This is a good home and I'm glad I'm here. I have been in some bad nursing homes, and this isn't. Of course nothing in this life is perfect but I am much loved here, which I know doesn't always happen. I have a nurse and an aid interested in me and if I didn't have so many problems life would be perfect. But hey, who has a problem-free life?

I'm sad at the moment 'cos a resident is leaving and I want to leave and can't. On the bright side I am hearing more in my left ear and the machines are even detecting some hearing in my right ear. The trouble is I depend on my vision a lot and it is slowly going.

I'm not at all offended by your participating in a Schola at St. Barts. Just don't become an Episcopalian!

You must think I fell off the edge of the earth.

I rather liked thinking of you in the Dordogne. You said you had seen the place where Poulenc wrote the Black Madonna Vespers. I remember those very well, though I have to sing them in my head, as I do for many things.

I'm sending you a note to tide you over 'til I can write properly. The letters keep on piling up and I'm very glad to get them. Also I'm glad to hear your news and I really mean it 'cos I'm very cut
off, as if I went to prison. Given all my sins that wouldn't be too surprising.

[Amidst a letter of extreme sorrow and sadness within her family . . .]

Today I had clothes put on me that I chose. You'd think this wouldn't matter. It does.

Are you still the pretty blonde I recall? As far as I can tell my mind is OK but my body is a mess. Specifically my time sense is off.

I did hear about the World Trade Center by the way. We are remote but somebody showed me newspaper pics of the plane in the second case. Also another friend wrote from Brooklyn that the stench was noticeable for months and the wind blew burned letters into people's backyards for a while, so I guess these events will not be forgotten.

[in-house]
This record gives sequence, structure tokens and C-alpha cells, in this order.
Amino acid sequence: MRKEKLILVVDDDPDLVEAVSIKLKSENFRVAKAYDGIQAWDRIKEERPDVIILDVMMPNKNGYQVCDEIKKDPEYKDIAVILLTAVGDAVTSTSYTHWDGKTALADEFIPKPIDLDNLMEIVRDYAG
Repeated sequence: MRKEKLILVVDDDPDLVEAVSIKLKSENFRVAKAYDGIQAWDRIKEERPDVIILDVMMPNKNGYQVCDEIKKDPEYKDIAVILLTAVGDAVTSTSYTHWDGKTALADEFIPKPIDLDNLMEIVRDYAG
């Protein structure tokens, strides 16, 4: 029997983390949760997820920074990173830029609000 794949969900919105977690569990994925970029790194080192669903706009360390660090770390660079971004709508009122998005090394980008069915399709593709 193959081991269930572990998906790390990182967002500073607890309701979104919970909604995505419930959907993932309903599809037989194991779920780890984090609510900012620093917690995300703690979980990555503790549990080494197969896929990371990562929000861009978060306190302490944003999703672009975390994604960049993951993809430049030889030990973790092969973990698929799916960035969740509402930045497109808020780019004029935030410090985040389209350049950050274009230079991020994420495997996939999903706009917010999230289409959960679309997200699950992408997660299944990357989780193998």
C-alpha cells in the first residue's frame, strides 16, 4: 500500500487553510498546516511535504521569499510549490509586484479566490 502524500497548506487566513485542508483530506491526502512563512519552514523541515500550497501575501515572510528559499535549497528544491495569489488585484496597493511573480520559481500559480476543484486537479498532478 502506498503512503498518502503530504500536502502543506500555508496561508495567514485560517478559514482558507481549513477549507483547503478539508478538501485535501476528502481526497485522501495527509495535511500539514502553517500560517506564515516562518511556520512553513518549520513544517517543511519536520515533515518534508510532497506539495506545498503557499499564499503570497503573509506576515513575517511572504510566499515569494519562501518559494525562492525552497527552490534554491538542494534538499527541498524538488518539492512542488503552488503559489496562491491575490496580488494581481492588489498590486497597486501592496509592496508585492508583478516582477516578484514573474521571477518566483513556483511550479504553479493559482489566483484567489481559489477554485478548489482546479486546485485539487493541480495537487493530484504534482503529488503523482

5/24/2003  [I love this extremely poetic thought]
I'm glad you had a good time in Italy and enjoyed singing in Spain. Now you have planned your summer. Where will it take you this time? I'm quite tied down but I love hearing about other people's travels. I gather this was common in Soviet countries when people weren't free in body and their minds roamed.

I must stop 'cos it is late, but I think of you often.

I recall you said my letters meant a lot to you. I feel pretty futile so I was touched. I have to go, but am I nuts? Help!

Thank you for the card. Amalfi is quite beautiful and I envied you your trip. I was especially taken by the bougainvillas.  A priest came to see me today and gave me a tract about Marthe Robin. I'm not very like her. For openers she was a peasant and I'm middle class.

[Marthe became bedridden when she was 21 years old, and remained so until her death 60 years later.]

How are YOU doing? I'm worried about you saying you are depressed. My reaction was to say "Bloody men!" Don't let the bastards get you down. I must go now, but you have my prayers.

p.s. I now have e-mail fully, and a busy person like you may find my address useful.

[I broke my ankle running for a subway]

I’m very sorry your foot is being so slow. I hope the rest of you is ok and you have lots of books to while away the time.  It’s a drag but later you may see the reason.

Your recent email about your trip to Chicago reminded me that I never answered your last one.  Most remiss.  Mea culpa.  I read a few articles by Peter Phillips in the Spectator and assumed wrongly that some hack had written them.  I think there was something about the Tallis Singers as well.  I didn’t pay much attention.  I was able to read then, and skimmed through a lot of things. 

If you can manage a Sunday visit that would be very nice.  I see nothing wrong with Sunday July 12th.  I often get no visitors on Sunday so the day yawns like a chasm.  As I recall, you do not know alphabetic sign.  It’s not hard and there is a one for one match with ordinary English letters.  I never went further than finger spelling.  So if you can pick up a bit before you come that will be a big help.

7/13/2009  AFTER MY VISIT

I dunno when you will get this but I did want to thank you for your visit.  The signing was probably too fast for you.  I am forced to use gaps in communication like the phone company does.  It is very hard to follow my sign and it’s my fault not yours I fear.  I go fast cos people get so cross with me when I go slow, but they can’t follow me when I am fast, so I can’t win.  To make things worse, I have developed a stammer in my signing.  This doesn’t help.